Interestingly, the fund focused on nature-based solutions (NbS) to address the water crisis. For example, thirsty invasive plants, such as acacia, pine and eucalyptus, were absorbing  billions of litres of Cape Town’s water every year. So, the fund created jobs to remove these trees, which also boosted the region’s unique flora and fauna.

Now, municipalities are willing to pay for resources that people need, such as water. So, while the GCTW Fund came from philanthropic origins, it ended up being commercially-funded. Effectively, the need for nature-based solutions to drive resilience converged with the absolute need for water. We can learn a lot from this approach to scaling finance. Nature-based Solutions need initial grant and philanthropic funding, which sets the stage for concessional capital to come in, and then ultimately projects should shift to a commercial footing.

Thankfully, financial institutions are waking up to the fact that nature is a formidable ally in cutting emissions and building resilience, while offering the potential to create hundreds of millions of jobs by 2030 and to unlock more than $10 trillion in business opportunities. Last summer, for example, the Government of Gabon, Bank of America and The Nature Conservancy announced the refinancing of $500 million of sovereign debt, generating $163 million for ocean conservation. This was the first debt for nature conversion in mainland Africa, which supported Gabon’s target to protect 30% of its natural ecosystems by 2030.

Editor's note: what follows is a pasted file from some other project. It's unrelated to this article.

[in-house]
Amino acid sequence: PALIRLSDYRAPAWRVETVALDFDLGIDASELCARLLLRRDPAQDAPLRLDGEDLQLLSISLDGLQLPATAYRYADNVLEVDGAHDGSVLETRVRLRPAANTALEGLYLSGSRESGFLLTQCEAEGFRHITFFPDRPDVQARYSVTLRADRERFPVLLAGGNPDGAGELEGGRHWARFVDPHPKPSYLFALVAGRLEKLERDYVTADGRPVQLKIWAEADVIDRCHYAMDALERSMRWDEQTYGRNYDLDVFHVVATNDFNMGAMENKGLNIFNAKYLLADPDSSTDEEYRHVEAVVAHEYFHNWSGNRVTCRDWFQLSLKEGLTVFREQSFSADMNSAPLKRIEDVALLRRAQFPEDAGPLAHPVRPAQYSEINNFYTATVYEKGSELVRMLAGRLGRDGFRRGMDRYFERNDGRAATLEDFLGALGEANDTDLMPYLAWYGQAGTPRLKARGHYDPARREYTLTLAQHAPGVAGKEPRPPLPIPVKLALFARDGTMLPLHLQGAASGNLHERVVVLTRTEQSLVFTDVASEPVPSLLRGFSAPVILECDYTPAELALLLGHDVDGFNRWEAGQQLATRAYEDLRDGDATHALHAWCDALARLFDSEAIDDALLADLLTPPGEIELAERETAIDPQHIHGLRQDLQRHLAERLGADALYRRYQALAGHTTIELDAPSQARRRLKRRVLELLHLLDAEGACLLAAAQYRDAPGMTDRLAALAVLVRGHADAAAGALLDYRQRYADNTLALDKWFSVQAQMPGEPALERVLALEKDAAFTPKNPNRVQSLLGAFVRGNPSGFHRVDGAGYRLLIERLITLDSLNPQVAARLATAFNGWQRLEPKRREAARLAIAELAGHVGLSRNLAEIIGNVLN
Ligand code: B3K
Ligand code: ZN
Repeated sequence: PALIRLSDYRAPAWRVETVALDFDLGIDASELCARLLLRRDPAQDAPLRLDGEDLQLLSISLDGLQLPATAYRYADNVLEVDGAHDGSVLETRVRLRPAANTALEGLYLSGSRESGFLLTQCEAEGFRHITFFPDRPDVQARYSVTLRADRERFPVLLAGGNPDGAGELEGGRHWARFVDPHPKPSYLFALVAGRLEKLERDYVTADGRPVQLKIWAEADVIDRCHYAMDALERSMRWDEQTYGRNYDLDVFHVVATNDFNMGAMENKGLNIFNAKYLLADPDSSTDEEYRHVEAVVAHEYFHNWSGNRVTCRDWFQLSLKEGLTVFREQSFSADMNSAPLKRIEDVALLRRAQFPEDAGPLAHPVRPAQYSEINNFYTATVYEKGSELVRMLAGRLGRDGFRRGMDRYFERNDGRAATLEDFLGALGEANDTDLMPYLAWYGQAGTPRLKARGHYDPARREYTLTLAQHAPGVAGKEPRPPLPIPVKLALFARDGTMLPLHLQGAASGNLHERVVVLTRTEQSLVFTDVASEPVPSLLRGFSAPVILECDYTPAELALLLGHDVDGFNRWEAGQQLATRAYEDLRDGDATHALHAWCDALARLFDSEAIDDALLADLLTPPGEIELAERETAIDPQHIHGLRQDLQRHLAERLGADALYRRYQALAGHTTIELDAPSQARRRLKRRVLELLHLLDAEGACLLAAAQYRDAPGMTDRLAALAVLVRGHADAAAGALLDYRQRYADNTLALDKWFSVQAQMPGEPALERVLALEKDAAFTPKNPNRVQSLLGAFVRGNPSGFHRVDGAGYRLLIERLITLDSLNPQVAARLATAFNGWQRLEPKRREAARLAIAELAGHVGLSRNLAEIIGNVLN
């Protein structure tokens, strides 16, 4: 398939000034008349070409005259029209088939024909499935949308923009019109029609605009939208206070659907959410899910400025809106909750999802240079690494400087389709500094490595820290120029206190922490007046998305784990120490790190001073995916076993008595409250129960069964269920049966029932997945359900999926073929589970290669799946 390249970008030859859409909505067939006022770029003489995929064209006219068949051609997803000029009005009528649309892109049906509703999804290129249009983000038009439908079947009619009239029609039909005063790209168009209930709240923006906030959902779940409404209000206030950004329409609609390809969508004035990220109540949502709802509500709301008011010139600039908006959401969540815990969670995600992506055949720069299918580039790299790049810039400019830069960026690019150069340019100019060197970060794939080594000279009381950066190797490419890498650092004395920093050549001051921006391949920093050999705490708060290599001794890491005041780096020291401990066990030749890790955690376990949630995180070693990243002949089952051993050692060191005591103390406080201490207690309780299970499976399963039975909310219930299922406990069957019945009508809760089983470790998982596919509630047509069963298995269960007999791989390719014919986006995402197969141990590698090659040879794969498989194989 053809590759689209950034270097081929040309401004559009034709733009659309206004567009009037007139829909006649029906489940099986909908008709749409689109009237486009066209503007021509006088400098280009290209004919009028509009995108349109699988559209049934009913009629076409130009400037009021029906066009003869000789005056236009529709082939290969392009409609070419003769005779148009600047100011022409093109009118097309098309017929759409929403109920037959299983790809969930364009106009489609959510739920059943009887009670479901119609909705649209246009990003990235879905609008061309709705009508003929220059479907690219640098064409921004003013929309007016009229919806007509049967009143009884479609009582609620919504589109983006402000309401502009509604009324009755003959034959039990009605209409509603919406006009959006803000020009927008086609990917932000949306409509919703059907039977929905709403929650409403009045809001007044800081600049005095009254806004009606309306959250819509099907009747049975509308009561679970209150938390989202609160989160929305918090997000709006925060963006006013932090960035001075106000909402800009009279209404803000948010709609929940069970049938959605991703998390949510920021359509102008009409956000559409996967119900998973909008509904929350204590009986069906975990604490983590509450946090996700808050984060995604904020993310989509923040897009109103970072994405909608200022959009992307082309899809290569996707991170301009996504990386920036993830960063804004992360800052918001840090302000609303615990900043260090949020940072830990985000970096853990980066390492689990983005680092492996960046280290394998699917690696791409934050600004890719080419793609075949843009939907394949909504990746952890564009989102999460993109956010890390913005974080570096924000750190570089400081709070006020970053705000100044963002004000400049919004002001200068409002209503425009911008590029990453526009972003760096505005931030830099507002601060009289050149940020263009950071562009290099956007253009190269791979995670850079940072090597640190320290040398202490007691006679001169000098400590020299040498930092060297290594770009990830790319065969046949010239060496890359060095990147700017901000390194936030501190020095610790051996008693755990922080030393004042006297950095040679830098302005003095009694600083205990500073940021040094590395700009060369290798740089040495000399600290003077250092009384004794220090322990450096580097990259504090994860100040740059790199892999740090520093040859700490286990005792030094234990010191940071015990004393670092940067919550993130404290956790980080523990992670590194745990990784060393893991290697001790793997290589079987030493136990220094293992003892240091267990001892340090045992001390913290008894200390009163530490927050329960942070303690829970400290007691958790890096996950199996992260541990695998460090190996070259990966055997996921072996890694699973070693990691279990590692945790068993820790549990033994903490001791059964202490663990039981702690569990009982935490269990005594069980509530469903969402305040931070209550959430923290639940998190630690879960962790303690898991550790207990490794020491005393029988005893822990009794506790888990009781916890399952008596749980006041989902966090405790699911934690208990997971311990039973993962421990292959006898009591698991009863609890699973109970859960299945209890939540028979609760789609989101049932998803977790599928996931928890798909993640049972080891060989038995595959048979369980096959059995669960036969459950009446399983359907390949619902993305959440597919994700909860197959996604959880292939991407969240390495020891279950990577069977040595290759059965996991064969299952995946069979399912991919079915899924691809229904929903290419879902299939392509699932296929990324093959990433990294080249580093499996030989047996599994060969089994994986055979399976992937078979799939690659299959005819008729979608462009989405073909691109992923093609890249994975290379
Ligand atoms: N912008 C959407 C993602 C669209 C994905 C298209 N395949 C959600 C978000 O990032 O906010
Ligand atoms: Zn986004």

That said, commercial value shouldnt be the only dictate for financial flows to adaptation and resilience projects. Companies and institutions need to look beyond their normal financing and net zero projects and consider the impact of their businesses on the broader ecosystem.This is why the recommendations in the Beyond Value Chains Mitigation report by SBTi are important. As it states in the report “BVCM allows companies to support other economic and social actors in reducing or removing greenhouse gas (GHG) emissions, thereby accelerating the global transition to net-zero. This is crucial as it enables the mitigation of emissions beyond a company’s direct value chain, addressing areas commonly underserved by traditional finance mechanisms

Is the need for climate finance landing with leaders in the Global North?

The Summit for a New Global Financing Pact, in Paris last year drove some progress. For example, Senegal secured $2.7 billion from developed countries to invest in renewable energy, and Zambia struck a deal to restructure $6.3 billion in debt. 

However, as the Champions and myself highlighted at the Summit, the hard reality is that it’s more expensive to borrow money for climate action projects in poor countries than it is in wealthy countries. Take solar power: in Ghana the rate of borrowing can be up to five times that in Germany, rendering the cheapest form of electricity out of reach to those that need it most. 

The current expense associated with borrowing money or acquiring financial resources for investment in Africa, is too high and deters investors. In my role as chair of an African bank, we’ve also been grappling with the high cost of mobilizing capital – it’s fiendishly hard to secure external capital for local currency-domiciled projects even for Dollar denominated industrries. 

There is, however, now a growing acceptance that the perceived risk of investing in Africa is higher than the real risk. We need to accelerate the understanding of actual risk, as well as the rewards of doing business in Africa – private investors have major potential to enter the market early and realize significant financial returns and impact for generations to come.